New federal guidelines aim to make school lunches more nutritious this year by requiring all students to take a fruit or vegetable with their meal. More whole grains and less saturated fat, trans fats and sodium are also part of the regulations. � A good move, for sure, but schools can only go so far to teach children about nutrition. Experts say that what they learn at home has a bigger influence. As parents, though, we know it's sometimes difficult to get children to eat what we know they should. It also requires planning and cooking. � What's that you say? They hate breakfast and hate even more that they have to wake up earlier to eat it? This school year, offer some new foods that might get them more excited about breakfast. If they hate eggs, don't force them. If they are fans of grilled cheese sandwiches, get out the skillet and make them but use whole wheat bread and tuck a few thin slices of apple between the slices. � Here are some ideas for back-to-school breakfasts:
Seriously, heat up that chicken noodle soup, spaghetti or lasagna from last night. Who said breakfast has to be bacon and eggs?
It's a turnoff for a lot of kids, especially young Floridians who have never had a need for a warm, rib-sticking breakfast. But try the accompanying recipe for Almond Joy Oatmeal and they might just get hooked. Yes, it calls for a smattering of chocolate chips but it's not much more than a tablespoon per person.
With just beans for the vegan; add scrambled eggs for the ominivore. Try it on whole wheat tortillas and add whatever fixings they like: grated cheese, salsa, chopped tomato, etc. If they just loved chopped onions, make sure those teeth are brushed before they leave the house!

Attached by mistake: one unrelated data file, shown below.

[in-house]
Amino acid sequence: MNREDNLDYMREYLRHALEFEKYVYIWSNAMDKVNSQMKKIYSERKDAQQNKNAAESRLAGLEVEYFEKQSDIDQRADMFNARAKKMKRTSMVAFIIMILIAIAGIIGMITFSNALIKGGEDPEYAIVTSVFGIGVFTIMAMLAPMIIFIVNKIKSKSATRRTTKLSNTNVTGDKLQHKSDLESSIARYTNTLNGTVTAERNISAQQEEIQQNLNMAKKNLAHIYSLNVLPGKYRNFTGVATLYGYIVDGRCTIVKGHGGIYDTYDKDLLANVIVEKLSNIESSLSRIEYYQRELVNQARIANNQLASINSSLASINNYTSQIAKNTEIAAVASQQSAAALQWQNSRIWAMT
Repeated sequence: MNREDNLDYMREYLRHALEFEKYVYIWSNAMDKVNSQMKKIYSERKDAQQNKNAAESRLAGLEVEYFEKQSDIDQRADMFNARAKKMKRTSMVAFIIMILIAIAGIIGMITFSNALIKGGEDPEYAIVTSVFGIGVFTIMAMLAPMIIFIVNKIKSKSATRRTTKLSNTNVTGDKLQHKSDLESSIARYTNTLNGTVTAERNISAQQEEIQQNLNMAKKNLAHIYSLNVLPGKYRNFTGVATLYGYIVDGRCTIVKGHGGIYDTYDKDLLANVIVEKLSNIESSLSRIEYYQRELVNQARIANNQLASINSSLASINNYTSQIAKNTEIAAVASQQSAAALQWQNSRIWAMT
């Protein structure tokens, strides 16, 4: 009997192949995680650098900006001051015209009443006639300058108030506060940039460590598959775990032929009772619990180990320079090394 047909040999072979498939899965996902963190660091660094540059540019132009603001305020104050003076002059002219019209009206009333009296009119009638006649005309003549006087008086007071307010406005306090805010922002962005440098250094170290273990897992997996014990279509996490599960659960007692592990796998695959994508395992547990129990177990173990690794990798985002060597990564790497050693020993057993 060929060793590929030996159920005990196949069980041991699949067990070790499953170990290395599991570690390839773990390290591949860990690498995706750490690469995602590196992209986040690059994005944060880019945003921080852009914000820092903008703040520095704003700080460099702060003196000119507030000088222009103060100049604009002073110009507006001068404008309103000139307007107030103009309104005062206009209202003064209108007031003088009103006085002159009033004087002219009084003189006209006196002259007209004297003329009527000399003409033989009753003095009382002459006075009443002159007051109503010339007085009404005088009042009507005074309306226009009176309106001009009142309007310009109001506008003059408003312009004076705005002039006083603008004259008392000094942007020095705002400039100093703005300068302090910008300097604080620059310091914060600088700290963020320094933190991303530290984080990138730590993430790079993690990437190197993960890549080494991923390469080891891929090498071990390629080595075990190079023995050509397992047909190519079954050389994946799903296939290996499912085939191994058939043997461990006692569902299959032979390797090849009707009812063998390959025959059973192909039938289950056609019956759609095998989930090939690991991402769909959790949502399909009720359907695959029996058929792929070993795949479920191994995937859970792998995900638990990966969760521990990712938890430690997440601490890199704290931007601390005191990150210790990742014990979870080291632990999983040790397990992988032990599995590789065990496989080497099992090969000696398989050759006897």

Make them on small bagels, English muffins, croissants, their favorite bread or even pita. Between the slices, layer scrambled eggs, shredded or sliced cheese and a slice of Canadian bacon. Or regular bacon. Or turkey bacon. Or sausage. They won't eat eggs? Substitute a tomato slice.
Many children love fruit but it's good to mix it with protein to keep energy levels up. Add tofu, peanut butter or yogurt.
Good with a thin layer of low-fat cream cheese, but stay away from muffins that are more like cupcakes. Go for carrot over chocolate. If you make your own, mix white and whole wheat flour and add some fruit. Thinking ahead, bake a couple of dozen and freeze some. They will thaw overnight in the refrigerator.
Sort of a solid version of the smoothie, but with added crunch. Layer yogurt with fruit and top with granola.
Spread toasted whole wheat waffles with butter, drizzle with maple syrup and sandwich with turkey sausage patties. For a savory version, butter and layer with cheddar cheese and ham.
Cereal is easy, but look for some that's not really candy in disguise. Add fruit to sweeten. Breakfast bars and yogurt are good morning choices, and so is toast with peanut butter.
Fruit AND cheese
String cheese and a nectarine; cheddar and a Granny Smith apple; dried apricots, nuts and a slice of Brie. Sound too sophisticated? Just give it a try.
Janet K. Keeler can be reached at firstname.lastname@example.org or (727) 893-8586.